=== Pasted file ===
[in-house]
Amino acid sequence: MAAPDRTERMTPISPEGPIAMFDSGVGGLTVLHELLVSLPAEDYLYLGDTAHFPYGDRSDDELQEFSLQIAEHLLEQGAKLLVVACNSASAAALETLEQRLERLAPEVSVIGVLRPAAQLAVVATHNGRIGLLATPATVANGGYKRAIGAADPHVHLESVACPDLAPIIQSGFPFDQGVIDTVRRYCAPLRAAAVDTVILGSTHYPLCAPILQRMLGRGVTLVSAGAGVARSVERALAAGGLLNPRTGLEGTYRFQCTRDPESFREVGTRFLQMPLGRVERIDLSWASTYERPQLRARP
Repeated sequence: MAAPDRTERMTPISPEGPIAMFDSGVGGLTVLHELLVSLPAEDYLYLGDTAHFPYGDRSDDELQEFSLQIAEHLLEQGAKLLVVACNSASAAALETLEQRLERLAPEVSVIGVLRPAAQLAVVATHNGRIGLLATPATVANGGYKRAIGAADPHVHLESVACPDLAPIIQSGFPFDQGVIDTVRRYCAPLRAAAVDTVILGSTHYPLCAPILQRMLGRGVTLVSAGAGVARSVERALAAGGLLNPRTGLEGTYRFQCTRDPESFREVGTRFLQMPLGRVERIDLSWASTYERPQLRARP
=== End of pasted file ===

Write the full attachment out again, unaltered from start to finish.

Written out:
[in-house]
Amino acid sequence: MAAPDRTERMTPISPEGPIAMFDSGVGGLTVLHELLVSLPAEDYLYLGDTAHFPYGDRSDDELQEFSLQIAEHLLEQGAKLLVVACNSASAAALETLEQRLERLAPEVSVIGVLRPAAQLAVVATHNGRIGLLATPATVANGGYKRAIGAADPHVHLESVACPDLAPIIQSGFPFDQGVIDTVRRYCAPLRAAAVDTVILGSTHYPLCAPILQRMLGRGVTLVSAGAGVARSVERALAAGGLLNPRTGLEGTYRFQCTRDPESFREVGTRFLQMPLGRVERIDLSWASTYERPQLRARP
Repeated sequence: MAAPDRTERMTPISPEGPIAMFDSGVGGLTVLHELLVSLPAEDYLYLGDTAHFPYGDRSDDELQEFSLQIAEHLLEQGAKLLVVACNSASAAALETLEQRLERLAPEVSVIGVLRPAAQLAVVATHNGRIGLLATPATVANGGYKRAIGAADPHVHLESVACPDLAPIIQSGFPFDQGVIDTVRRYCAPLRAAAVDTVILGSTHYPLCAPILQRMLGRGVTLVSAGAGVARSVERALAAGGLLNPRTGLEGTYRFQCTRDPESFREVGTRFLQMPLGRVERIDLSWASTYERPQLRARP